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Amnesty: Jordan denying detained pro-Palestinian activists’ access to lawyers

April 16, 2024 at 8:41 am

Hundreds of people holding Palestinian flags and banners, gather to stage a pro-Palestinian demonstration in Amman, Jordan on October 28,2023. [Laith Al-jnaidi – Anadolu Agency]

Amnesty International in Jordan said on Monday that it is “concerned about the continued detention of several activists by the Jordanian General Intelligence Service.”

It added in a post on its official X page, “among them are activists Ziad Ibhais and Maysara Malas, according to their lawyer.”

The organisation quoted their lawyer as saying, “They were arrested on March 31, during a pro-Gaza demonstration, without being informed of the reasons for the arrest. They are still prevented from contacting their lawyers.”

Amnesty International said in a statement on its official website, “Since 7 October 2023, the Jordanian authorities have arrested at least 1,500 people, including about 500 detained since March following huge protests outside the Israeli Embassy in Amman.”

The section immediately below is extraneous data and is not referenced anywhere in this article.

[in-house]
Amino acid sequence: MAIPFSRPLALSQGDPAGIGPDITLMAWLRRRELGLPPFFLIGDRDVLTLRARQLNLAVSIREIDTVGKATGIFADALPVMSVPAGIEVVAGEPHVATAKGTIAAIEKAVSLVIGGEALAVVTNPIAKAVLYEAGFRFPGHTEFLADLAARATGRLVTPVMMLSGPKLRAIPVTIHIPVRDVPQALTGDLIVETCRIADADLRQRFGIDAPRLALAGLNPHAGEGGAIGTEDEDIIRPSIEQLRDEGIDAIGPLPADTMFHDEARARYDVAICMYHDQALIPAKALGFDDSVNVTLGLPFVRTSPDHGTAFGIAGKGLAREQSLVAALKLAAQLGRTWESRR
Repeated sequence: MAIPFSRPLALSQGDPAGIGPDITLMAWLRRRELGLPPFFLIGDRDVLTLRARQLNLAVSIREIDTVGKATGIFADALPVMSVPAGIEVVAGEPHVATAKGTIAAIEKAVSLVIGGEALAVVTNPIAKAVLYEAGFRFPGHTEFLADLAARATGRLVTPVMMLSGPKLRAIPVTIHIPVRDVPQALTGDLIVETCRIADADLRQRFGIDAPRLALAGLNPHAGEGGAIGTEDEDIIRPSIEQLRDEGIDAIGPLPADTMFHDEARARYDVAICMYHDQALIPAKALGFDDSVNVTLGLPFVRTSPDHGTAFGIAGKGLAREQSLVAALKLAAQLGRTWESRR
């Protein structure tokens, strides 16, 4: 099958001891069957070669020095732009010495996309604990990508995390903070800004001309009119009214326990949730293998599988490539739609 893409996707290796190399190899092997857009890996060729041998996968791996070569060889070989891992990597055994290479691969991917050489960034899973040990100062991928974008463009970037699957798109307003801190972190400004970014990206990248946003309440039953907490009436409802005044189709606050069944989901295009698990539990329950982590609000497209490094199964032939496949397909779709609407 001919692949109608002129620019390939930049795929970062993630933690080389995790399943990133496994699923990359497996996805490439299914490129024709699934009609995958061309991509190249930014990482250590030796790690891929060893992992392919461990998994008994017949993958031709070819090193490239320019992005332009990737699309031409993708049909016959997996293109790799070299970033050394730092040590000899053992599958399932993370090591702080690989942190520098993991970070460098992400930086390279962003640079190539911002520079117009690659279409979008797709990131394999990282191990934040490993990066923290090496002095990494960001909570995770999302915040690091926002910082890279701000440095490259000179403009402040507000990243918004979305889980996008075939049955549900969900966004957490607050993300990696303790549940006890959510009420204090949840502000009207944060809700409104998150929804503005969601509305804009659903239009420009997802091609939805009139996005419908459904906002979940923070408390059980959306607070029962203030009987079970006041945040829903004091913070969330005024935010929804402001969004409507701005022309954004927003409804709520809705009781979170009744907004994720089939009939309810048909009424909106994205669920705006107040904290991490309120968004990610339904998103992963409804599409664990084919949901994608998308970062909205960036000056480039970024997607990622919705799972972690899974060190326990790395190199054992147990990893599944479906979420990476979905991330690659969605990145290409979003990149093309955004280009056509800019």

“The Jordanian authorities must immediately cease their crackdown on pro-Gaza protests and immediately release dozens of activists who have been illegally detained solely because of their peaceful criticism of the government’s policies towards Israel.”

READ: Jordan arrests, harasses hundreds of pro-Palestine protesters, HRW says

The rights group noted that “at least 165 protesters were arrested between 24 and 27 March, while scores have been detained since.”

“Dozens remain in detention pending trial, while at least 21 individuals are being held in illegal administrative detention on orders of the Governor of Amman even though the public prosecutor permitted their release,” it added.

“Lawyers and activists told Amnesty International that the Jordanian authorities also recently imposed new restrictions on pro-Palestine protests, including prohibitions on holding the Palestinian flag and banners with certain slogans, and banned the participation of children younger than 18 years old. They also prohibited the continuation of protests after midnight.”

Dozens of protestors have also been charged under Jordan’s repressive Cybercrimes Law for social media posts in which they merely expressed pro-Palestinian sentiment, criticised the authorities’ peace deal with Israel, or called for peaceful protests and public strikes.